Friday, April 4, 2014

Classic meltdowns in a recording studio - Creative Excellence Fridays

We hear urban legend stories about well known celebrities or pseudo celebrities who are "difficult" to work with in a studio or on set. Hearsay really has no merit unless you were there and experienced it first hand. But when the proof is committed to tape, there's no denying some people are "problem children" in studio.

 Today - Classic Meltdowns during a recording session. Our first one is the late Jack Palance.  He had a bit of a resurgence in his career after Billy Crystal cast him in City Slickers some 20 years ago.  He was famous for his one armed pushups at the Academy Awards.  But he also had some baggage that he obviously brought to this record session.



 Next up, it was no secret that Orson Welles could be "difficult".  How he could have been THIS difficult, one can only guess.  We all wake up on the wrong side of the bed occasionally.  This rant sounds like he never went to bad at all the night before.



 Casem Kasem, who retired in 2009, had hundreds of hours of air time logged over his long career.  He is worth over 80 million dollars, estimates say, so he obviously knew how to keep it together.  But this was one instance in which he definitely had a bee in his bonnet about something and some things had been piling up which he was about to get off his chest.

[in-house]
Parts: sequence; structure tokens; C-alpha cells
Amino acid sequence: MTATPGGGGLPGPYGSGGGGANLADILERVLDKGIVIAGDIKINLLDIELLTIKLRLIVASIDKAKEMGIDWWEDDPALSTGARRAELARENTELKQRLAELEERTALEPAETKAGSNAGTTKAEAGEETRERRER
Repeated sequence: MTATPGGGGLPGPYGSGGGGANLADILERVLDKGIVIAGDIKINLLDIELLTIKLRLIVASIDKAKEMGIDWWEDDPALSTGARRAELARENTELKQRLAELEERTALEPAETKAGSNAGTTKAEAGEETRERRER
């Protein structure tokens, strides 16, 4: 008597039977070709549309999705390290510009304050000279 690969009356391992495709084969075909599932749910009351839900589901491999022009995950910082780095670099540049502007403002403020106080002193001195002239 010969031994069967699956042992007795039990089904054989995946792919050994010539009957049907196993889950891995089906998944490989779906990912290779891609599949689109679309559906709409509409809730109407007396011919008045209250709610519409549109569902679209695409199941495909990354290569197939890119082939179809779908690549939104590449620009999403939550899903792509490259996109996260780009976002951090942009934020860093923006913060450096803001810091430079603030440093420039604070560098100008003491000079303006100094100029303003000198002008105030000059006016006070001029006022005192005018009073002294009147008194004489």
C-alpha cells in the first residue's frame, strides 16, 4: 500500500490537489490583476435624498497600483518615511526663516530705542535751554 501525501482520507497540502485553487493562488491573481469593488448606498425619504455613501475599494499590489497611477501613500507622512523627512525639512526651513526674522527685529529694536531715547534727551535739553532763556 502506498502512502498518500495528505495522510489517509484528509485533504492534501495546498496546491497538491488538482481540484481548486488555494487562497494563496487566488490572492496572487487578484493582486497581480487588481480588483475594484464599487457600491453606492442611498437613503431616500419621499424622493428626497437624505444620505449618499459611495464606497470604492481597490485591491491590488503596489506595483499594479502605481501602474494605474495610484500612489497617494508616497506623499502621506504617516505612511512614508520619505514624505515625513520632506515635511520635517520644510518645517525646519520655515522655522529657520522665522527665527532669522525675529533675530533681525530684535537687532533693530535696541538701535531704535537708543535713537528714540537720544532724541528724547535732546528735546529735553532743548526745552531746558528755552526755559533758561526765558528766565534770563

William Shatner has been a spokesperson for a number of products and definitely knows his way around a studio.  This young producer thought he would do a line reading for Captain Kirk.  Not a good idea.



Have a rant we missed?  Do share it and we'll feature it in a future "Classic Meltdowns in Studio" feature.   We all have our days when we just know deep in our guts we shouldn't be anywhere near people.  But when circumstances require it, the end result is truly entertaining.   Thanks to Chris Seguin for the source clips for today's blog.


With over 30 years experience, Tim McLarty  currently works out of Toronto Canada as a writer/voice performer, producer and media strategist producing advertising and entertainment content.

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